By using a SIM card, a subscriber can easily change the phone itself without losing her phone book and most importantly, without having to change her phone number.
Early versions consisted of the whole fullsize (85 x 54 mm) smart card. Soon the race for a smaller telephones called for a smaller version of the card. The card was cropped down to 25 x 15 mm (as illustrated). Since the SIM card slot is standardized, a subscriber can change carriers and use his current phone with a new provider's SIM card. However, this is difficult in the United States; almost all U.S. GSM providers SIM-lock phones that they sell—i.e., electronically lock their phones so that they can only be used with the provider's own SIM cards. Some providers will unlock a customer's phone once she has fulfilled her service contract. Others, such as AT&T Wireless, will not unlock phones under any circumstances. AT&T Wireless not only locks its phones against its direct competitors, but even locks them against non-AT&T Wireless providers that have partnership agreements with the company.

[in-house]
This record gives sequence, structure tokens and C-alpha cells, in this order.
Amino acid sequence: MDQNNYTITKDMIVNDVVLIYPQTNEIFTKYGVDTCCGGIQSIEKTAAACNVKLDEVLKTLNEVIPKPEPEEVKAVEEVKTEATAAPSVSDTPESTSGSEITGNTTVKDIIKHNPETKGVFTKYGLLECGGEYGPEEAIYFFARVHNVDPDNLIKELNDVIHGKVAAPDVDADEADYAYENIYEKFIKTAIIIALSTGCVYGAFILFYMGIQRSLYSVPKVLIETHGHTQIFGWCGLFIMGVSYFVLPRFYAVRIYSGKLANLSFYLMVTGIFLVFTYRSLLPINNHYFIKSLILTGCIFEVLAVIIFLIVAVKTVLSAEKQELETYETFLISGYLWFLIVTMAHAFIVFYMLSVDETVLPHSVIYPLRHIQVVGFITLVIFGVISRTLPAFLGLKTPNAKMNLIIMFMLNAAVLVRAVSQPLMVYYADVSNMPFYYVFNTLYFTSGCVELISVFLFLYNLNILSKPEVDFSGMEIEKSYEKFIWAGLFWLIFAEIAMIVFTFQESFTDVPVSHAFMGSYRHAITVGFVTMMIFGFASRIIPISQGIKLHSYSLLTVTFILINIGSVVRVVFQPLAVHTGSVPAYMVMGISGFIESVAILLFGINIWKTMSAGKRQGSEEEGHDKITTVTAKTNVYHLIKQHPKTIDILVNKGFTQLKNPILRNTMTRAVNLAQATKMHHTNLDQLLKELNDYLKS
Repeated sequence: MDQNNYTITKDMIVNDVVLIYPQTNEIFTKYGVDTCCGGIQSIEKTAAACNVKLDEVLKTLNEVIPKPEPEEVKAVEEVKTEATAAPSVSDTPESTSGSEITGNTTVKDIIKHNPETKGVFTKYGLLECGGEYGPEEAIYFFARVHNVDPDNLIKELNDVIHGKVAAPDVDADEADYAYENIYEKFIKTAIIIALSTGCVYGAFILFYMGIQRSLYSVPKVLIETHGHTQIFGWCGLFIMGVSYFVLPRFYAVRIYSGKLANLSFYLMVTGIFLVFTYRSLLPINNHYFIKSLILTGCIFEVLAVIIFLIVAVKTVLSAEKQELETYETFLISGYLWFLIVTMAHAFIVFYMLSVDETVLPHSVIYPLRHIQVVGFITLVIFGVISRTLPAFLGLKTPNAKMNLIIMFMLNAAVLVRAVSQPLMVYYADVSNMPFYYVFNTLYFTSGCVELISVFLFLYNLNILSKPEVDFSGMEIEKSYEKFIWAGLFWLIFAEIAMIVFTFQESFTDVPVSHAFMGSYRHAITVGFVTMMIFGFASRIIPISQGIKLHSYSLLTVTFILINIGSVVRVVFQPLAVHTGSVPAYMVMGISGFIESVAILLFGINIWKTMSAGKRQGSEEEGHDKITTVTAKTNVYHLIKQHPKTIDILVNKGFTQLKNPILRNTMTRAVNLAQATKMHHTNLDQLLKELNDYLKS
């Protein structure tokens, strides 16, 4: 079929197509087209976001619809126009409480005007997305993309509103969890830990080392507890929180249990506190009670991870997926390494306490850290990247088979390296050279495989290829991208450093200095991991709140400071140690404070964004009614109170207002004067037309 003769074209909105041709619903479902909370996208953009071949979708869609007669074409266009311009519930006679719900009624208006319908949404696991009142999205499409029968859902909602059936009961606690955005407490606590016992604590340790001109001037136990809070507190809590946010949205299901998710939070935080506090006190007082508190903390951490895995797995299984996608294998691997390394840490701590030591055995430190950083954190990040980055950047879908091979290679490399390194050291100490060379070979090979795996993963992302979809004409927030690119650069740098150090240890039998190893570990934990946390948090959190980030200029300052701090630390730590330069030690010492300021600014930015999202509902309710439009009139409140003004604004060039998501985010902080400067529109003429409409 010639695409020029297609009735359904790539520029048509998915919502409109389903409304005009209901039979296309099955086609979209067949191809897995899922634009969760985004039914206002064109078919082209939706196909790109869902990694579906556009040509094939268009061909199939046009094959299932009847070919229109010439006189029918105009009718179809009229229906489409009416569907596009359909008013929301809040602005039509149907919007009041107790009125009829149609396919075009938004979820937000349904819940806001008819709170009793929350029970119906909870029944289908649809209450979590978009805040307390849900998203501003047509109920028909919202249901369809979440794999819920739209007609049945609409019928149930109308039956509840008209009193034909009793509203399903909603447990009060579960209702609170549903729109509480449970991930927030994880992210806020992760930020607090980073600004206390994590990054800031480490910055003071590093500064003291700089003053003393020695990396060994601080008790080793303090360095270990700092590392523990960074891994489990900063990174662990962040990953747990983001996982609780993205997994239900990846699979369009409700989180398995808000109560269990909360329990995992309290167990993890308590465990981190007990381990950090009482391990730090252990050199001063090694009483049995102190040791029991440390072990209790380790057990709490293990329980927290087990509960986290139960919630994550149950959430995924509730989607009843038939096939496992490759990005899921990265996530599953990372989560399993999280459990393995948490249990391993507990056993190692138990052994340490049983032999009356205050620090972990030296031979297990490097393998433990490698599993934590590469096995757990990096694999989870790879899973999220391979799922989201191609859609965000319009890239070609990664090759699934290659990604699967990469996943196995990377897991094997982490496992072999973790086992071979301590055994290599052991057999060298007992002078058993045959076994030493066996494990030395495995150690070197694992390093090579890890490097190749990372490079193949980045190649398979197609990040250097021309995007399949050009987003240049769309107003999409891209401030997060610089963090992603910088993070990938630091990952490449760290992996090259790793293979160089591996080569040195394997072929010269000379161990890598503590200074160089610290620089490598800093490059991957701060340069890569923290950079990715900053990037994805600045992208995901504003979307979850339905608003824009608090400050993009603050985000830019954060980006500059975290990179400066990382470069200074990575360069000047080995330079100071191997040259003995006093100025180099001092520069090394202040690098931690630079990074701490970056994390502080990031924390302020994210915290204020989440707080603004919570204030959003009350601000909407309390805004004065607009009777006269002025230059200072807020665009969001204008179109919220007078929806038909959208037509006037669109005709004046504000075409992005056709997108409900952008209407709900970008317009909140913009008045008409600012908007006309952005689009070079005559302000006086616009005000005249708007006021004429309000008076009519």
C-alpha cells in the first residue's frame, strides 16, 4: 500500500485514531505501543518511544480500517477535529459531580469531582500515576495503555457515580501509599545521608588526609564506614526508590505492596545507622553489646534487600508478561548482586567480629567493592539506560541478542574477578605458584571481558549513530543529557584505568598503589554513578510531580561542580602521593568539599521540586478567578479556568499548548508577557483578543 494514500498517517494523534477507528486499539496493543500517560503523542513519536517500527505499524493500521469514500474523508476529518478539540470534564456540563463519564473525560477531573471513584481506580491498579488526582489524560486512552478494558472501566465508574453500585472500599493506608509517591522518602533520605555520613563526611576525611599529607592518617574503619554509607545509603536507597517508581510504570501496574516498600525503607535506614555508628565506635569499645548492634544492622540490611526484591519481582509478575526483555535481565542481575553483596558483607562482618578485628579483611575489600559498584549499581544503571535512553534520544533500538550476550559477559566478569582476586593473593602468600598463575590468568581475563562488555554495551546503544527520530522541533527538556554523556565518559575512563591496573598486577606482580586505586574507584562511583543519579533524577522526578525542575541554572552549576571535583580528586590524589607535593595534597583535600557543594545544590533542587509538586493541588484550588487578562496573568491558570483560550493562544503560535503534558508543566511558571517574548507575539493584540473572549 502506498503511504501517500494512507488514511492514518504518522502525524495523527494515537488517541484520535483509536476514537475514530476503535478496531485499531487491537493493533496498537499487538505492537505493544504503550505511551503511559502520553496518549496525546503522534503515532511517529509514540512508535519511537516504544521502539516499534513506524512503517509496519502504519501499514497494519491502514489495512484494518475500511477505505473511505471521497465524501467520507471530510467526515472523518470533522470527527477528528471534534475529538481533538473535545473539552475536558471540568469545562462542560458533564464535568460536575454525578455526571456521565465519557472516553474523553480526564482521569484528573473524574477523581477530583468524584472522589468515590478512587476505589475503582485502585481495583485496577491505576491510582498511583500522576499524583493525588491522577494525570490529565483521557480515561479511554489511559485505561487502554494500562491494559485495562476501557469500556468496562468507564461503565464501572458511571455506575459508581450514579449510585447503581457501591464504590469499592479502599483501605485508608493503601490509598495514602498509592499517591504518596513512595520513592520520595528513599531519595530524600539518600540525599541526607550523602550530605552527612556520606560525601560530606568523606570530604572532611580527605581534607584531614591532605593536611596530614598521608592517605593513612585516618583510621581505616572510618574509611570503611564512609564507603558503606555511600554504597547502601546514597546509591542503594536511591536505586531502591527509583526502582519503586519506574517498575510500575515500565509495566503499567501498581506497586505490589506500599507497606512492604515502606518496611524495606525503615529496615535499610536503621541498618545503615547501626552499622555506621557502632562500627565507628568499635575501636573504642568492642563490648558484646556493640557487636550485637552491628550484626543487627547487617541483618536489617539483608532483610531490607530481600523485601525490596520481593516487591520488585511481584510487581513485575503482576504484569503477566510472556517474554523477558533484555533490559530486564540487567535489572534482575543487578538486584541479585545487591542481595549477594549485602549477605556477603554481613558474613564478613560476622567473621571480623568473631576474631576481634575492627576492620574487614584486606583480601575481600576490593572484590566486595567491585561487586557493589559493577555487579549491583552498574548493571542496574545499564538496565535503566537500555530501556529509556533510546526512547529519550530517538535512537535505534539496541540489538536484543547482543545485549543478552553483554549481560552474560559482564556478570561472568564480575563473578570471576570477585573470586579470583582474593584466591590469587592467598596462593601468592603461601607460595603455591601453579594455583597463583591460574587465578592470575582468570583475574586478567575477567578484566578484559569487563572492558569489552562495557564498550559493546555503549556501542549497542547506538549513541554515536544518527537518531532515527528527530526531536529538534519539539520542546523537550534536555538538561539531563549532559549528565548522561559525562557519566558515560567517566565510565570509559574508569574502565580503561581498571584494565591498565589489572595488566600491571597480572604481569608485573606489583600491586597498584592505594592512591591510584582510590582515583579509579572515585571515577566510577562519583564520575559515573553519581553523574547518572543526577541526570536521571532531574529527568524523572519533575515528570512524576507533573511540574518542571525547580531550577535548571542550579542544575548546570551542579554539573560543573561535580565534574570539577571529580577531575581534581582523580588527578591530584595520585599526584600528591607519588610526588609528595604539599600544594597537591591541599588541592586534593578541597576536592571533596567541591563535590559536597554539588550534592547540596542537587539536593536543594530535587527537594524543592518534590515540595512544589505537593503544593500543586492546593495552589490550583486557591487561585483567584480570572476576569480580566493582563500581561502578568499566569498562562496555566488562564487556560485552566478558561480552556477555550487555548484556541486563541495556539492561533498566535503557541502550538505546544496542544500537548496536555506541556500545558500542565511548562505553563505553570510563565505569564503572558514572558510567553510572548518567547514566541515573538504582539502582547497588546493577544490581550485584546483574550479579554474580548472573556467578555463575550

The use and content of the card is protected by several levels of access codes. PIN is the every day access code for normal use of the phone. PIN2 is reqired to use special functions (like limiting outbound telephone calls to a list of numbers). PUK1 and PUK2 is used to reset PIN1 and PIN2 respectivly.
Japan's PDC system also specifies a SIM, but this has never been implemented commercially. The specification of the interface between the Mobile Equipment and the SIM is given in the RCR STD-27 annex 4.
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